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date: 29 November 2021

Insurgent Pernambuco: From the Cabanos War, 1832–1835, to the Praieira Revolution, 1848–1849locked

Insurgent Pernambuco: From the Cabanos War, 1832–1835, to the Praieira Revolution, 1848–1849locked

  • Marcus CarvalhoMarcus CarvalhoUniversidade Federal de Pernambuco

Summary

In 1817, and again in 1824, radical liberals took power and proclaimed a republic in Pernambuco. These movements were violently repressed by imperial troops who landed in Alagoas and were supported by large landholders, who mobilized allies while they advanced on Recife and Olinda, where the rebels had most support, including among the black and mixed population. The fall of Pedro I in 1831 reopened these wounds and rekindled the dispute for land in the forests between Alagoas and Pernambuco, where the Cabanos rebels lived—also known as the “people of the forests.” Armed by those who fought against the republicans in 1817 and 1824, the Cabanos defended their right to own the land they held and fought for the return of Pedro I. The people of the forests were a mix of posseiros, Indians, and quilombolas, and in 1833 under the leadership of Vicente de Paula, a poor pardo with an uncertain past, they totally escaped the control of landholders. The Cabanada defeat (1835) coincided with the beginning of the regresso in court, which strengthened the conservatives of Pernambuco, guaranteeing the hegemony of those led by the Cavalcanti clan and by the Marquis of Olinda. This faction only left the Pernambuco government in 1845, during the “liberal quinquennium” (1844–1848), when the Praieiro Party rose to power, bringing together rebels from 1817 and 1824 and rural landholders whose demands had not been met by the hegemonic conservative alliance, which would only return to the provincial government in 1848, after the fall of the Liberal cabinet in Rio de Janeiro. However, the Praieiros refused to give up their positions and their posts in the national guard and civil police, starting the Praieira Rebellion, which had the support of various rural landholders and the free poor urban population mobilized by radical liberals around a nativist demand: the “nationalization of retail trade.” The crushing of the Praieira Rebellion sealed the destiny of the liberal opposition, confirming the conservative dominion in Pernambuco and in the capital of the empire.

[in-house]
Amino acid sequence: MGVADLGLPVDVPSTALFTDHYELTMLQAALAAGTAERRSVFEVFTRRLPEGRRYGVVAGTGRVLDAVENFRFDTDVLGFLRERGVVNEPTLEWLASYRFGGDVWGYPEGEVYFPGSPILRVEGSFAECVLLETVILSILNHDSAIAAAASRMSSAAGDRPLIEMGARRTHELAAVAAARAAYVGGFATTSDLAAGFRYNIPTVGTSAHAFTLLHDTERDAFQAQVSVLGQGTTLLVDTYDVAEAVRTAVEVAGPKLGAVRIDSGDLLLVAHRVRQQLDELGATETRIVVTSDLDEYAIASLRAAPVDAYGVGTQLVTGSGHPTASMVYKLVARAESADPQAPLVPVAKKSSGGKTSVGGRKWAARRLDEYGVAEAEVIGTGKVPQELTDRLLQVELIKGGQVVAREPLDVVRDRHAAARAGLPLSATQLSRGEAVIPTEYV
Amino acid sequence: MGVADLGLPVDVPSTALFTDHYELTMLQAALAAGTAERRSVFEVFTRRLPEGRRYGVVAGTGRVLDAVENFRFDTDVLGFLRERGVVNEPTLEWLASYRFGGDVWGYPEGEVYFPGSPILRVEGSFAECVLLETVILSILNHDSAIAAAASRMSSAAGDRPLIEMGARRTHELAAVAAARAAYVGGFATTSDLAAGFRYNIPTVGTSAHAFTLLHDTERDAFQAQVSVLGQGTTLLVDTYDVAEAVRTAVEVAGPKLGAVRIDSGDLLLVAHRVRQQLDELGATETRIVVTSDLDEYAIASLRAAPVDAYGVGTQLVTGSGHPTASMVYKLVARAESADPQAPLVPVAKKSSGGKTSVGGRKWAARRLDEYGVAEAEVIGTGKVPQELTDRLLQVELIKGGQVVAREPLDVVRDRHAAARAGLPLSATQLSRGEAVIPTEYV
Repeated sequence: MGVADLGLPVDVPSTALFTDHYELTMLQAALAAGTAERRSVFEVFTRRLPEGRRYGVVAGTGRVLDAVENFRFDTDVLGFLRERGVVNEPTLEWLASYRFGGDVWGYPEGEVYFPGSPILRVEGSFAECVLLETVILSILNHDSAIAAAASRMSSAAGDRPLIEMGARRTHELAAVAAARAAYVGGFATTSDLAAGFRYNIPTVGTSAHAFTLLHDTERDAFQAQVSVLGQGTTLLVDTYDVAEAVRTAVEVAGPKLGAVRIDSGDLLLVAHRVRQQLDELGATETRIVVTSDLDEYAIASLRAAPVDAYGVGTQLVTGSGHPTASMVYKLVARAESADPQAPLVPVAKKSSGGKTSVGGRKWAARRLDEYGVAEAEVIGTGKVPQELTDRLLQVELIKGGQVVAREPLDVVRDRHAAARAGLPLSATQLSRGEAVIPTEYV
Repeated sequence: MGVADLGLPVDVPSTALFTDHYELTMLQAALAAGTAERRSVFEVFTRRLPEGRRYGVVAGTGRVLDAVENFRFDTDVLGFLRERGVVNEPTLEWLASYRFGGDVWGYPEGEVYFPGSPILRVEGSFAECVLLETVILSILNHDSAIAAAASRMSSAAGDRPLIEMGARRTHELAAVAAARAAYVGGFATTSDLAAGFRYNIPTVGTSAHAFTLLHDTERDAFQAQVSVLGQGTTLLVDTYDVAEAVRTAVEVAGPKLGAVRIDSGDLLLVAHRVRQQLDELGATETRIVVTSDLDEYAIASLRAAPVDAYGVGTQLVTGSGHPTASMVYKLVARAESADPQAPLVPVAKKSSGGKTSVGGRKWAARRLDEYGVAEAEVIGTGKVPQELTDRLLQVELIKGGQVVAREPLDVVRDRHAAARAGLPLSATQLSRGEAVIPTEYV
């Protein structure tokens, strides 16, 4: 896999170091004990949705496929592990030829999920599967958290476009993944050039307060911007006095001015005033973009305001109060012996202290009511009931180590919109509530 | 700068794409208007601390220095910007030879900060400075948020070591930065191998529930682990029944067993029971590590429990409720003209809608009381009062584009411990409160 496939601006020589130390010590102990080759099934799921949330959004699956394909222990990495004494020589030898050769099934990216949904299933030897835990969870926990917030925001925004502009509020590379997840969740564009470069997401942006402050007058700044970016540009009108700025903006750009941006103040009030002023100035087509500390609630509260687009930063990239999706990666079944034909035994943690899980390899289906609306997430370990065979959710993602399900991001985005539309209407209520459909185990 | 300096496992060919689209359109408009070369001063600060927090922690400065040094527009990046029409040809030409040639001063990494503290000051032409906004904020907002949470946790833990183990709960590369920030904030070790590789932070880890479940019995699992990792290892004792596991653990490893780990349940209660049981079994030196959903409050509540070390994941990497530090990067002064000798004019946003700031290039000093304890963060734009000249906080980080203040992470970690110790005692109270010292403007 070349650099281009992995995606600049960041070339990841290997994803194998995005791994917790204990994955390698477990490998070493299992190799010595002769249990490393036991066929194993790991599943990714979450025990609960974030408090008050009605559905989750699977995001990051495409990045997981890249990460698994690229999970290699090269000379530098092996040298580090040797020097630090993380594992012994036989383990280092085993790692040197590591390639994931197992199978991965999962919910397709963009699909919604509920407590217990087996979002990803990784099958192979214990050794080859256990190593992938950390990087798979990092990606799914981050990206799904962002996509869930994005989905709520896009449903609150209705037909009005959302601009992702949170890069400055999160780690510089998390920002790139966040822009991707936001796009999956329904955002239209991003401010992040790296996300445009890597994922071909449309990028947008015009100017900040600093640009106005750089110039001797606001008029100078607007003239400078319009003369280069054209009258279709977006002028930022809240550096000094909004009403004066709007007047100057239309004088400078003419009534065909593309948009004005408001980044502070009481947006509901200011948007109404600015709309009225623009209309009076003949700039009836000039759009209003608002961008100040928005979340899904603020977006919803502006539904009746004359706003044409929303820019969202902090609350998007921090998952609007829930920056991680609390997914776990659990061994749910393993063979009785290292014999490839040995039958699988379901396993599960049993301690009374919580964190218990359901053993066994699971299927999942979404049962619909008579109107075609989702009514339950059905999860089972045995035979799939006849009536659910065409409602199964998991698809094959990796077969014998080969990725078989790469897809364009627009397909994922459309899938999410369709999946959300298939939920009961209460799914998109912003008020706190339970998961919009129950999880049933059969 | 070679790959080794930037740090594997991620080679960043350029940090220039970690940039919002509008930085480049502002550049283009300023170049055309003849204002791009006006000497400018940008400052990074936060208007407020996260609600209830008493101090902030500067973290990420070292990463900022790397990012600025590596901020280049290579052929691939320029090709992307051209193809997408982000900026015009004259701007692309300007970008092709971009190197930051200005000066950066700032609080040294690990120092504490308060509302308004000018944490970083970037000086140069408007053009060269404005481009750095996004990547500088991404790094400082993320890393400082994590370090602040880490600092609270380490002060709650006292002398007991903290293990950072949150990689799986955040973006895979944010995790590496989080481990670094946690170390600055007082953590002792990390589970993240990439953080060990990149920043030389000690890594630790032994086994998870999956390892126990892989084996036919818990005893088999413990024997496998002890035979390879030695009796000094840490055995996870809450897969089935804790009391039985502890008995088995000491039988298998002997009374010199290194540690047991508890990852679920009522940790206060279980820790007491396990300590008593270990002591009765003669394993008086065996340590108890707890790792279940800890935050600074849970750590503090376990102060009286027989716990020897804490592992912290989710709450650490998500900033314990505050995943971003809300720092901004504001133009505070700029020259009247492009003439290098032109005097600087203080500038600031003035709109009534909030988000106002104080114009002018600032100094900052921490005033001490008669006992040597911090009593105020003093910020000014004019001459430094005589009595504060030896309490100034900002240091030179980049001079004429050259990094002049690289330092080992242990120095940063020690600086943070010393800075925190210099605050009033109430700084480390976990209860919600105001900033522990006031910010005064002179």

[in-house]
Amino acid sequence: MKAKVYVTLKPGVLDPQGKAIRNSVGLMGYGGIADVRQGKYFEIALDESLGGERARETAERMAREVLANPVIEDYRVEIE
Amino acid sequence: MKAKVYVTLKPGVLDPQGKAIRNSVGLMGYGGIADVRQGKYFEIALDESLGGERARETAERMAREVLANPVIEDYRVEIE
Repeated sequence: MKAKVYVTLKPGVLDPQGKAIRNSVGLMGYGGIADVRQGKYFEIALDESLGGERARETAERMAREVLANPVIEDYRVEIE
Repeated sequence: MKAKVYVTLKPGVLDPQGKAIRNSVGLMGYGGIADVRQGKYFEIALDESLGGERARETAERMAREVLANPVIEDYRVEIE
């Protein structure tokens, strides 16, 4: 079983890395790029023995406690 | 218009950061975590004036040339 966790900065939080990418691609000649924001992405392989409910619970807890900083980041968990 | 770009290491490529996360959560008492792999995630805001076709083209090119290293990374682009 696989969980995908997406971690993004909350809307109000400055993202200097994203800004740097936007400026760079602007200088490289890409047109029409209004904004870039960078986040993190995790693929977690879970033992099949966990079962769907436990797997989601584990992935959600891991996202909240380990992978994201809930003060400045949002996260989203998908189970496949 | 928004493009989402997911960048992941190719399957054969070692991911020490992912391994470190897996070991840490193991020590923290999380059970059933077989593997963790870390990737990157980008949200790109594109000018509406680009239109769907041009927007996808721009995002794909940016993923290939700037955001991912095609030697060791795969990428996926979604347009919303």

Subjects

  • History of Brazil
  • History of Latin America and the Oceanic World
  • 1824–c. 1880
  • Social History
  • Revolutions and Rebellions

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